Yegen Meḥmed Pas̲h̲a

(10 words)

[see meḥmed pas̲h̲a , yegen ].

Yegen ʿOt̲h̲mān Pas̲h̲a

(10 words)

[see ʿot̲h̲mān pas̲h̲a , yegen ].

Yegen, Walī al-Dīn

(11 words)

[see yakan , muḥammad walī al-dīn ].

Yemenli Ḥasan Pas̲h̲a

(631 words)

Author(s): Murphey, R.
(d. 1016/1607), Ottoman Turkish governor in the Yemen. In the absence of tribal consensus and an agreed successor to the Zaydī imāmate following the death of al-Muṭahhar [ q.v.] in 980/1572, the Ottomans were offered an unprecedented opportunity to extend their zone of influence beyond the Tihāma [ q.v.] into the Yemeni interior. Earlier Ottoman advances and the securing of Ṣanʿāʾ [ q.v.] in 954/1547 had still left large areas of the north including strongholds such as Kawkabān and T̲h̲ulā [ q.vv.] situated perilously close to the governor’s seat itself incompletely pacified…

Yemis̲h̲d̲j̲i Ḥasan Pas̲h̲a

(205 words)

Author(s): Virginia H. Aksan
(d. 1012/1603), one of twelve Grand Viziers under Meḥemmed III (1003-12/1595-1603 [ q.v]) during the Long War (1593-1606) with the Holy Roman Empire. Albanian in origin, he was raised in the palace system, began service in the Janissaries in 1580, was appointed as Yeñi Čeri Ag̲h̲asi̊ on the Hungarian battlefields in S̲h̲awwāl 1002/June 1594, and became Grand Vizier on 21 Muḥarram 1010/12 July 1601 on the death of his predecessor Dāmād Ibrāhīm Pas̲h̲a [ q.v.]. His period as Grand Vizier was punctuated with battlefield service, especially at the restoration of Istolnī B…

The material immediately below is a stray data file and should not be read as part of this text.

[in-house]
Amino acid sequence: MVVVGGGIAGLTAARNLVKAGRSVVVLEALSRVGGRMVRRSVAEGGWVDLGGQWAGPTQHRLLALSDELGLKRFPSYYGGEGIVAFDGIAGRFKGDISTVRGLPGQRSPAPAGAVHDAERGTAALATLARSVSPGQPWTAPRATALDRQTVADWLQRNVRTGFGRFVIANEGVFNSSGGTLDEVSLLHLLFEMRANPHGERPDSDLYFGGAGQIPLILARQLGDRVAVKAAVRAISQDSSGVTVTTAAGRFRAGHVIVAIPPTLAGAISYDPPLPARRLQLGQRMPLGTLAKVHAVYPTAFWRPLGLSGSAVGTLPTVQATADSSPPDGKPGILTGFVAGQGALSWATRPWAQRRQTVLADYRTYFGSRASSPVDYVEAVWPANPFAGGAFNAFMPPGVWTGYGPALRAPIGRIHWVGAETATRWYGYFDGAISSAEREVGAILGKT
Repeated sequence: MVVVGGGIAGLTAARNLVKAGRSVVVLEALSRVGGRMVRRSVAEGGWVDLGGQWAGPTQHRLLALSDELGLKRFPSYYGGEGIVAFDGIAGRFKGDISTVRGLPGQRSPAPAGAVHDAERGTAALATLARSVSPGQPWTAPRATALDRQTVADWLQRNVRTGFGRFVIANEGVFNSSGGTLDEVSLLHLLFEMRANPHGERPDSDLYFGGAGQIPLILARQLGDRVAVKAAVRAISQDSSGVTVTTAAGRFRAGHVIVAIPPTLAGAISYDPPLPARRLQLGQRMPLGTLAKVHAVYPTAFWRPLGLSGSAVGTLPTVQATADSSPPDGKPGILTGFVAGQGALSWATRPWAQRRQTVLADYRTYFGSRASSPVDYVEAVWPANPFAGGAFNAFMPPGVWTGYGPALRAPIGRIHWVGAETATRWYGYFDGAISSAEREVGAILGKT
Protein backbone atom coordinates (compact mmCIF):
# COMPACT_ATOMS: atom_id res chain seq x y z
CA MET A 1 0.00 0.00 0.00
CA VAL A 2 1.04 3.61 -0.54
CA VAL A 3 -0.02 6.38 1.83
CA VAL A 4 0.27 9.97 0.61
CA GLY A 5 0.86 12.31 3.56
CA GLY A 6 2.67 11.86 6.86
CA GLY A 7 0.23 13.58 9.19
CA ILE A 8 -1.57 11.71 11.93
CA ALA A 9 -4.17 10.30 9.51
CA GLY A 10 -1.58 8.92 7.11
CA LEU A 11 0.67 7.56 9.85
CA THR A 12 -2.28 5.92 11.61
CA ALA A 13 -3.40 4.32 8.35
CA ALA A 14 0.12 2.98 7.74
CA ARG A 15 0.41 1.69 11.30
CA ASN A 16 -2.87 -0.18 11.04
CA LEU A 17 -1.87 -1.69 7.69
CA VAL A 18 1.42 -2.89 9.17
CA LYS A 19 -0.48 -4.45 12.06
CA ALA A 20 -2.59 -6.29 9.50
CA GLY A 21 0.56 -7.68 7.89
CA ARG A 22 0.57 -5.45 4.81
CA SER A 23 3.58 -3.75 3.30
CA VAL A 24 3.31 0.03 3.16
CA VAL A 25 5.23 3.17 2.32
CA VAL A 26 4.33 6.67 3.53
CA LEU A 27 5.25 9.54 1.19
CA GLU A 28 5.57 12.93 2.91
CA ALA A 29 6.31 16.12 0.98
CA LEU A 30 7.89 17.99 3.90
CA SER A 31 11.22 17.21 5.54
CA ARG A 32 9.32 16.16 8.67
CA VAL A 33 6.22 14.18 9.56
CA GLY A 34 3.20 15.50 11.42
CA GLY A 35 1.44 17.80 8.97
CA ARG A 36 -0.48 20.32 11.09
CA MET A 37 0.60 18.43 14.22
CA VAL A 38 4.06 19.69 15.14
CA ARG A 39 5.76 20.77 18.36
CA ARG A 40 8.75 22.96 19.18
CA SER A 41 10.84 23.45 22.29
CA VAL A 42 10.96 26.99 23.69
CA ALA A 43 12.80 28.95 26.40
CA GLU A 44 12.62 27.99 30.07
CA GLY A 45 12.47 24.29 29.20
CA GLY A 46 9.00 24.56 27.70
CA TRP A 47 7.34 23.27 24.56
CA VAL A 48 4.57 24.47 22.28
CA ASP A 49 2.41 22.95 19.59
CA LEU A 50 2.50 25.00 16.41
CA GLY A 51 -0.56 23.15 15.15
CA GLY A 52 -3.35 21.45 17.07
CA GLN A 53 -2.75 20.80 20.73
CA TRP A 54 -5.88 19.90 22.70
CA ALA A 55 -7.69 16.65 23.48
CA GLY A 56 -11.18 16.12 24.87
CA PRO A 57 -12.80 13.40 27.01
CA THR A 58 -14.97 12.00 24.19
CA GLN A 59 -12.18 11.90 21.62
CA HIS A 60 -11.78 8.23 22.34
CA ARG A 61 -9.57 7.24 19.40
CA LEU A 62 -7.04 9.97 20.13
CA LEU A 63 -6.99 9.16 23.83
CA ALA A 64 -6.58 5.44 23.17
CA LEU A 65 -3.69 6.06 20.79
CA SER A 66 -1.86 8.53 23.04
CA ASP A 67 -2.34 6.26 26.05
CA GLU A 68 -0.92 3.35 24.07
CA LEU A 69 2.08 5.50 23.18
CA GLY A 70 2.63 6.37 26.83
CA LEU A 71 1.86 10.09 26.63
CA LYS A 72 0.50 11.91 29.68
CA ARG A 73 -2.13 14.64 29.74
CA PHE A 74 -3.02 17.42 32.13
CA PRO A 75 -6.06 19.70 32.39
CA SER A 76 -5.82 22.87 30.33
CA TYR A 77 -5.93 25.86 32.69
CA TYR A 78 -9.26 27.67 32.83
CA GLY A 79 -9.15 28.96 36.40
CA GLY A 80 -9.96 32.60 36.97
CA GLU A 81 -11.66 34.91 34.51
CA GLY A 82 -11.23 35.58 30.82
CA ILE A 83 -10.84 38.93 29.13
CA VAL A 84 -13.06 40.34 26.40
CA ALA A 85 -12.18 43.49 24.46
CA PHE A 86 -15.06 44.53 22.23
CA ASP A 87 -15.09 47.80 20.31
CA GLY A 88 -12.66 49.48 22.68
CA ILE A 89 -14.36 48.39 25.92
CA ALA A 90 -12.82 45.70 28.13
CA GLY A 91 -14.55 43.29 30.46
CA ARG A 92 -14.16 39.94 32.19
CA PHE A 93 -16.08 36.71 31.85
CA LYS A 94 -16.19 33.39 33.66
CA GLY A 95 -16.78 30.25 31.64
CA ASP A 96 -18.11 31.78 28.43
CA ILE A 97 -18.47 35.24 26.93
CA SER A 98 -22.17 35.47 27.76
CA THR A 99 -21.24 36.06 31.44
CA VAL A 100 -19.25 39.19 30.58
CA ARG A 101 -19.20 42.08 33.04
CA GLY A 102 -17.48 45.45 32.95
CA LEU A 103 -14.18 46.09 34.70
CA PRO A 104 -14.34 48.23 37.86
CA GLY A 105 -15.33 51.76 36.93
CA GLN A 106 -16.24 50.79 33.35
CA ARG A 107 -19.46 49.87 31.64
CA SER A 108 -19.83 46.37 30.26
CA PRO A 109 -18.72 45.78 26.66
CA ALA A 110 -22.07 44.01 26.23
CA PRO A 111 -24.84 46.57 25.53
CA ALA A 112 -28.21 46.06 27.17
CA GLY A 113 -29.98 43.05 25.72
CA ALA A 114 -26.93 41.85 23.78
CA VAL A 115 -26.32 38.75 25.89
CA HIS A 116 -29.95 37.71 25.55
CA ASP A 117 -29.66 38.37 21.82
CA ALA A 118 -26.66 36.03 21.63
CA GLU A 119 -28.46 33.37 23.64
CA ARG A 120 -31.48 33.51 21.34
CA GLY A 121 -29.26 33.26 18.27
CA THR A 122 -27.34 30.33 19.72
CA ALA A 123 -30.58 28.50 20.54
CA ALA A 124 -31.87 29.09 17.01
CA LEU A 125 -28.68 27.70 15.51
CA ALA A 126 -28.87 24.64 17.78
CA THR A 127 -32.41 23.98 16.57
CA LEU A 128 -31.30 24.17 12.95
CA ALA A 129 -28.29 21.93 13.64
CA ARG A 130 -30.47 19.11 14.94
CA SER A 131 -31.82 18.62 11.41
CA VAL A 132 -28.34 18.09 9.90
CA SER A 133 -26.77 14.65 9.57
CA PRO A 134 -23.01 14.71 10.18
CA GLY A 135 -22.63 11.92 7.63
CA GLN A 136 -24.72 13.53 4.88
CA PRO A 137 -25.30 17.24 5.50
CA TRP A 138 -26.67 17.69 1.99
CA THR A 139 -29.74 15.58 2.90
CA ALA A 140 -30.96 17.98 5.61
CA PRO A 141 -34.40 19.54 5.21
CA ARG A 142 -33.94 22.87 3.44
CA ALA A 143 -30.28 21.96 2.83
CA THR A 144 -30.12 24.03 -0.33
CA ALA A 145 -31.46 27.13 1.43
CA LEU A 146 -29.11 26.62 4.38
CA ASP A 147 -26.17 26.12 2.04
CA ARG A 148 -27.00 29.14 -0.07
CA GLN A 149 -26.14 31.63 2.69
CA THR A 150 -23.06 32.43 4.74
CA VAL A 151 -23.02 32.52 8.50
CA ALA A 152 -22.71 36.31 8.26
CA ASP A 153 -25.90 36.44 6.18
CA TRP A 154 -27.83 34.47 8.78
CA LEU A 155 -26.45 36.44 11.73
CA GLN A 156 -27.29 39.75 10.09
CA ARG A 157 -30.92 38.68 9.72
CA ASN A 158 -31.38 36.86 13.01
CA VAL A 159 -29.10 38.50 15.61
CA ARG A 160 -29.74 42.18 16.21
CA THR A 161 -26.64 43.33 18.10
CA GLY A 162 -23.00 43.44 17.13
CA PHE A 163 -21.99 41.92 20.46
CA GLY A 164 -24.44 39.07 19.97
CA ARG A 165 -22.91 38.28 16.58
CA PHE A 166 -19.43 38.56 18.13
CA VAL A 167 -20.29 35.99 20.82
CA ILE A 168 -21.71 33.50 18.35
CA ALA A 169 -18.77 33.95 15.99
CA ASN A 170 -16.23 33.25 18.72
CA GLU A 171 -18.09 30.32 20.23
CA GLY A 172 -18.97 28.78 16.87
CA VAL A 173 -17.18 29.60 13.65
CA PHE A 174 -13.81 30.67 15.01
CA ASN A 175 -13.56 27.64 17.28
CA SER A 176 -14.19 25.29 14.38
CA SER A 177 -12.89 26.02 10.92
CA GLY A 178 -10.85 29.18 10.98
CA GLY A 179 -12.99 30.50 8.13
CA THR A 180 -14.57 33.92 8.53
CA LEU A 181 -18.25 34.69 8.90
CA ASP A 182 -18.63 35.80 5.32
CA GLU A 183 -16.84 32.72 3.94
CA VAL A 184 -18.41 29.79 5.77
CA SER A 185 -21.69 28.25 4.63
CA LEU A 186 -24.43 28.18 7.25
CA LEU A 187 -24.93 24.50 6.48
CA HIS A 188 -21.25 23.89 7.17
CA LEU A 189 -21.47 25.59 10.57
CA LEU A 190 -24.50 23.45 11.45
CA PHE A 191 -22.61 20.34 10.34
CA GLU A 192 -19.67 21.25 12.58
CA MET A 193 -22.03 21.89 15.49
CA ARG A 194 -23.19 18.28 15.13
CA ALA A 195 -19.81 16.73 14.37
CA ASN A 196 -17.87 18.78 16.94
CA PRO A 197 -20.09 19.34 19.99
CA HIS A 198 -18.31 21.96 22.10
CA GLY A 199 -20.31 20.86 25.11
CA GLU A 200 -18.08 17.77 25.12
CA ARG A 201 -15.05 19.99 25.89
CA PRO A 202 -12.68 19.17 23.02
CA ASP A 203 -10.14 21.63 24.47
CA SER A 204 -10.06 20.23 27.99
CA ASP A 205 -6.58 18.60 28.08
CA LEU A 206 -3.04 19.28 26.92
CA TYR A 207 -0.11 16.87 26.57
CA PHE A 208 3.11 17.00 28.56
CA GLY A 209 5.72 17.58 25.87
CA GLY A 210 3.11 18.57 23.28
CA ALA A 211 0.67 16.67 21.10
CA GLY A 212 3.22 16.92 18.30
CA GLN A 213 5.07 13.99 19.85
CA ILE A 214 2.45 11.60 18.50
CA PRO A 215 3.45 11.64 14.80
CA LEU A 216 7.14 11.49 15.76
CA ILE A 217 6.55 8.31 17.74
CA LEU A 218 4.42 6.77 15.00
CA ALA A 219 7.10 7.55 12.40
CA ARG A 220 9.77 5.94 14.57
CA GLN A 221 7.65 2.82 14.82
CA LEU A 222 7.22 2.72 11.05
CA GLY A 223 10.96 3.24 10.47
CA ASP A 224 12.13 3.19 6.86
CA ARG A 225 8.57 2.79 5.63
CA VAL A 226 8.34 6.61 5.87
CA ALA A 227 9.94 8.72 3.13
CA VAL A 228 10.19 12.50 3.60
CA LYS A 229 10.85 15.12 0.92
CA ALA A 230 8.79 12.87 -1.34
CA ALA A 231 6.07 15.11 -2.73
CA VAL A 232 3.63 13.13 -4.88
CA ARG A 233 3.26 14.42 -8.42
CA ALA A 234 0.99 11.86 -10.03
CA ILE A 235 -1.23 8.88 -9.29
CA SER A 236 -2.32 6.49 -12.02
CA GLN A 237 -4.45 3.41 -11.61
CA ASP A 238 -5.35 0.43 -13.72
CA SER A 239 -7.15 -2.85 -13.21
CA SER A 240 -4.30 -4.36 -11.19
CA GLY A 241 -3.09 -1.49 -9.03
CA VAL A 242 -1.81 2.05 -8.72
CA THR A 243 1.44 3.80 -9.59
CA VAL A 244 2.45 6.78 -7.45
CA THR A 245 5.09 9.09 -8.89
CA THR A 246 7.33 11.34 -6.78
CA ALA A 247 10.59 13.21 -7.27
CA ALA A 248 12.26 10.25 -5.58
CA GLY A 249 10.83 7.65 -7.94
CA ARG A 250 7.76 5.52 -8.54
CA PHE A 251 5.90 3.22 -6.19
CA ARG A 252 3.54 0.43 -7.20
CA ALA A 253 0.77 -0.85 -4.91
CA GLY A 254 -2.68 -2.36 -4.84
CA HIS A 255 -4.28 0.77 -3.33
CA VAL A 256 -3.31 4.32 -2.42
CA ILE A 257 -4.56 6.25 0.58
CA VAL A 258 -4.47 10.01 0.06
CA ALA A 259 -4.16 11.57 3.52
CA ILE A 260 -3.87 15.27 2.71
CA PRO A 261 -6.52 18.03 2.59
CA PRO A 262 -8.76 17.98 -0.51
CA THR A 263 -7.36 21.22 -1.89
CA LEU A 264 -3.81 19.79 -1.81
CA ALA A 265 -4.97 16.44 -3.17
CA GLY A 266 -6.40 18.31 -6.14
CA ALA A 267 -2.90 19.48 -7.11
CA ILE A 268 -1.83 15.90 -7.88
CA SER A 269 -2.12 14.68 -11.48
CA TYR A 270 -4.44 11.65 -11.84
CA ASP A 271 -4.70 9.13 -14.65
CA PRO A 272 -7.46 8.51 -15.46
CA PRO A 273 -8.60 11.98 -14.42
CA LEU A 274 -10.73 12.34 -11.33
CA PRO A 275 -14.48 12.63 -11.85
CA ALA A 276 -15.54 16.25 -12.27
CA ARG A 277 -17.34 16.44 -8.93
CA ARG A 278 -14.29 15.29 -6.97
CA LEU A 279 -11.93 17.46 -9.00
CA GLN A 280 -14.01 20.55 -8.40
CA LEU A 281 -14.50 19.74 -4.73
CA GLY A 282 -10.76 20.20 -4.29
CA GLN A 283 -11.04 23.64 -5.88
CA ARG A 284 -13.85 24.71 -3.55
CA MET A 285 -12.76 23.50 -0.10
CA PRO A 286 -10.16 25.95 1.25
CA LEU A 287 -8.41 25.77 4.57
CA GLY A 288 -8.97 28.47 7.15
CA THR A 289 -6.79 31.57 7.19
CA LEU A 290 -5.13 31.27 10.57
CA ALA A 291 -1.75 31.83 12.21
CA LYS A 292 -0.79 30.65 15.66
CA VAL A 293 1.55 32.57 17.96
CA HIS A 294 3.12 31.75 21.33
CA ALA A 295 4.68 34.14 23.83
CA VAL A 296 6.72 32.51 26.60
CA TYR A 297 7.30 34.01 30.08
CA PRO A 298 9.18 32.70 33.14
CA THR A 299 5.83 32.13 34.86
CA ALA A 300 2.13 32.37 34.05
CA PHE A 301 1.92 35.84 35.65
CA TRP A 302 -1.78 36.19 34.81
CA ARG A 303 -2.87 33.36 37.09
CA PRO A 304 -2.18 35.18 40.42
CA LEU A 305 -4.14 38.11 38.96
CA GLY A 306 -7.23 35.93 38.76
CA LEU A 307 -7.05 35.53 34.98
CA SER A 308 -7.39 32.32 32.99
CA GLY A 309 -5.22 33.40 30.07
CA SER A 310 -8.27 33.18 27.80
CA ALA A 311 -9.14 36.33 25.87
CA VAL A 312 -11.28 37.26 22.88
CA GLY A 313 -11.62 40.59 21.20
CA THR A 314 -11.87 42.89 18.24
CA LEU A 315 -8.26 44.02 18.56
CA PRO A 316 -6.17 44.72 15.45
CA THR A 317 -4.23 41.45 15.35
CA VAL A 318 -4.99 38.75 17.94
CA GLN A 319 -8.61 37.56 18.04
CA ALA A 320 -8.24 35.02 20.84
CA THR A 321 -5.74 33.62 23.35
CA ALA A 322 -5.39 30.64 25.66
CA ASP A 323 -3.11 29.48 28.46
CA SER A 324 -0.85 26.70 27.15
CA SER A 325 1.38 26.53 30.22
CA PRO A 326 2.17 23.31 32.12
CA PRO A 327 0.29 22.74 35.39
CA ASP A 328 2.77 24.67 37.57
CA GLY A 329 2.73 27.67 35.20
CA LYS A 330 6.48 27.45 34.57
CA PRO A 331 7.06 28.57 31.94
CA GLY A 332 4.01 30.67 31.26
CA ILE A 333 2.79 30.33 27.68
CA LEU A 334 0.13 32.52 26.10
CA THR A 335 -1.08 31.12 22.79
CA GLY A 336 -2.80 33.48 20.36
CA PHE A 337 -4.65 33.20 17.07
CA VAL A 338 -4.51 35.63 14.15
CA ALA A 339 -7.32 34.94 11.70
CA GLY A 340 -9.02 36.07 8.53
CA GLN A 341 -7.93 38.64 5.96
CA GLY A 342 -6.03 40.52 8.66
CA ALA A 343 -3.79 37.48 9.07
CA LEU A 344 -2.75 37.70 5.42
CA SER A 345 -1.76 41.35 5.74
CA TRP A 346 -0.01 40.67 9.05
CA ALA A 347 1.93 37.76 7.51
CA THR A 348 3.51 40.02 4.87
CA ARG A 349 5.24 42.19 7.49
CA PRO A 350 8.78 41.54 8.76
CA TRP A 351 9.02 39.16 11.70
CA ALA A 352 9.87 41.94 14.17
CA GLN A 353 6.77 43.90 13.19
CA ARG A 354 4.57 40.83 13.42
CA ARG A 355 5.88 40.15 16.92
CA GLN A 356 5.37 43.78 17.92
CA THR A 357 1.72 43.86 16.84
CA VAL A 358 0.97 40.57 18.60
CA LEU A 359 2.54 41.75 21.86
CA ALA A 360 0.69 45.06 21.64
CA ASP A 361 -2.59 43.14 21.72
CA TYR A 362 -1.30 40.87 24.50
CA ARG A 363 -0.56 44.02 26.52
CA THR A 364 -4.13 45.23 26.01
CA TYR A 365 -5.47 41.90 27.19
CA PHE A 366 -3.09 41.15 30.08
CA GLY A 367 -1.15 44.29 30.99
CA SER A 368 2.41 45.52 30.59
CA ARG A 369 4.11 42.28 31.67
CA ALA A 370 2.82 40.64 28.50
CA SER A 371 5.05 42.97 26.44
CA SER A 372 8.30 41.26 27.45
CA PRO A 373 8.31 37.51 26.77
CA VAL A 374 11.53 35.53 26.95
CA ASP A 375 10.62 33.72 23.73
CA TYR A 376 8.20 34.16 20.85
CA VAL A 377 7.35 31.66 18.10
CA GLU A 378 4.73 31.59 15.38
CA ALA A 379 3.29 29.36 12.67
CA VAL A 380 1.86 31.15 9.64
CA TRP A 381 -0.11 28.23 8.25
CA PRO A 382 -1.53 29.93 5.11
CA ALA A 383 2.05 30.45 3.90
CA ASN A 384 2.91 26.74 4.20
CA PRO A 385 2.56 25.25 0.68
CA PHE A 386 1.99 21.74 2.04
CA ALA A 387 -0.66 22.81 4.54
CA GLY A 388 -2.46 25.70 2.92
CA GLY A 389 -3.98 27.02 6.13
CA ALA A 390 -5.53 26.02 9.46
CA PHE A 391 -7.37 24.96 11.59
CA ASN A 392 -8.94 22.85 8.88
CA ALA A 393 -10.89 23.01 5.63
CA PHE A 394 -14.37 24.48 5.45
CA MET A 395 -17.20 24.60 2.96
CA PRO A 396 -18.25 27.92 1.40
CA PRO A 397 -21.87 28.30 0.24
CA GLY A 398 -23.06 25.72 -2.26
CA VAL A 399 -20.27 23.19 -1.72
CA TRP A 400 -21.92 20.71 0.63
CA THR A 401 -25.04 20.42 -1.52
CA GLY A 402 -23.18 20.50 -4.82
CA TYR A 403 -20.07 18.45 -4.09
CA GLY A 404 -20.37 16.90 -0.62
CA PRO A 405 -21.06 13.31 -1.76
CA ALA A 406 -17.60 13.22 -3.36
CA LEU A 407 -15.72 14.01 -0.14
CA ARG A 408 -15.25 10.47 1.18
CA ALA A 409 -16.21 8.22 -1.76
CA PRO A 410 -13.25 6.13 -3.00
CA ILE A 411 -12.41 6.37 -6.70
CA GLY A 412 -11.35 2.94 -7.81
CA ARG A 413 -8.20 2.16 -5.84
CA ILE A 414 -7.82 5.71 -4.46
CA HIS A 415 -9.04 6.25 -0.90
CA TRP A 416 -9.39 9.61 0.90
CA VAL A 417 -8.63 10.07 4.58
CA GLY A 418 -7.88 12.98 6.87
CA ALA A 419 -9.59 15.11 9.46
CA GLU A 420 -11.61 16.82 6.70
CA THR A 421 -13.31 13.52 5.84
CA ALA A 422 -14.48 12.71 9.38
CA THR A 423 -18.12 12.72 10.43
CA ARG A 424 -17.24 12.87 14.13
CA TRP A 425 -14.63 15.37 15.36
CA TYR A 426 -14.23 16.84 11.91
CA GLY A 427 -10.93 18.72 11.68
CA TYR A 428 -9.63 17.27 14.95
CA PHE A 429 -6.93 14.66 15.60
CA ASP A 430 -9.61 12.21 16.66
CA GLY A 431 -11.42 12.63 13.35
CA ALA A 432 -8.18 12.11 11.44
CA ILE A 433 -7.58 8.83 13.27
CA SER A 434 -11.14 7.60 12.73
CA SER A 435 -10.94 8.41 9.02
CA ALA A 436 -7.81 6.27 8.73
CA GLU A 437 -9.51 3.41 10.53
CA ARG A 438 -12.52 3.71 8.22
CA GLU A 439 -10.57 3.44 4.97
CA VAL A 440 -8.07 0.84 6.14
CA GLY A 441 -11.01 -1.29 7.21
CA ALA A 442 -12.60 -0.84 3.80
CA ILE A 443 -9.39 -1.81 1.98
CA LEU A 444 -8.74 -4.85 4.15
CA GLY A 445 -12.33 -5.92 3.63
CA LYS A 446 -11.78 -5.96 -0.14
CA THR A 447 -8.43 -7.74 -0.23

Yeñi Bāzār

(770 words)

Author(s): Popovic, A.
, in Turkish “new market”, in Serbo-Croat Novi Pazar, denotes both a region, the former “Sand̲j̲aḳ of Yeñi Bāzār/Sandžak of Novi Pazar”, and a town, now in Yugoslavia, on the Raška river (lat. 43° 09’, long. 20° 29’ E.). 1. The region. This and Zeta constitute the original heartland of mediaeval Serbia, corresponding largely to the ancient Rascia, and was in mediaeval times very important, as the remains of imposing churches, monasteries and baths there show. The Sand̲j̲aḳ (in the Ottoman wilāyet of Kosovo till 1912) was an upland region situated betwee…

Yeñi Čeri

(9,638 words)

Author(s): Murphey, R.
(t.), lit. “new troop”, a body of professional infantrymen of the Ottoman empire in its heyday. 1. Origins. The “new troop”, so-called not so much because of the novelty of the idea as because at the time of its introduction by the vizier K̲h̲ayr al-Dīn Pas̲h̲a [see d̲j̲andarli̊ ] in the 760s/1360s it opposed then-prevailing military traditions cherished by the frontier warriors. The predecessors of Murād I [ q.v.], rather than maintaining a standing army funded by the central fisc, had relied almost exclusively on the military services provided, on a voluntary …

Yeñi Ḳalʿe

(114 words)

Author(s): Ed,
, in Turkish, “the New Fortress”, a fortress in the southeastern Crimea. It was founded by the Ottoman sultan Muṣṭafā II [ q.v.] in 1114/1702 to protect the nearby port of Kerč [ q.v.] and provide a counterweight to Azov, which had been conquered by Peter the Great in 1696 (and held by Russia for 17 years) [see azaḳ ]. When Catherine the Great’s armies marched into the Crimea in 1771, Yeñi Ḳalʿe and Kerč fell into Russian hands without resistance and in the Treaty of Küčük Ḳaynard̲j̲a [ q.v.] of 1774, the Porte ceded its rights to them, thus giving Russia control of the northern Black Sea shores. (Ed.)…

Yeñi ʿOt̲h̲mānli̊lar

(861 words)

Author(s): Zürcher, E.J.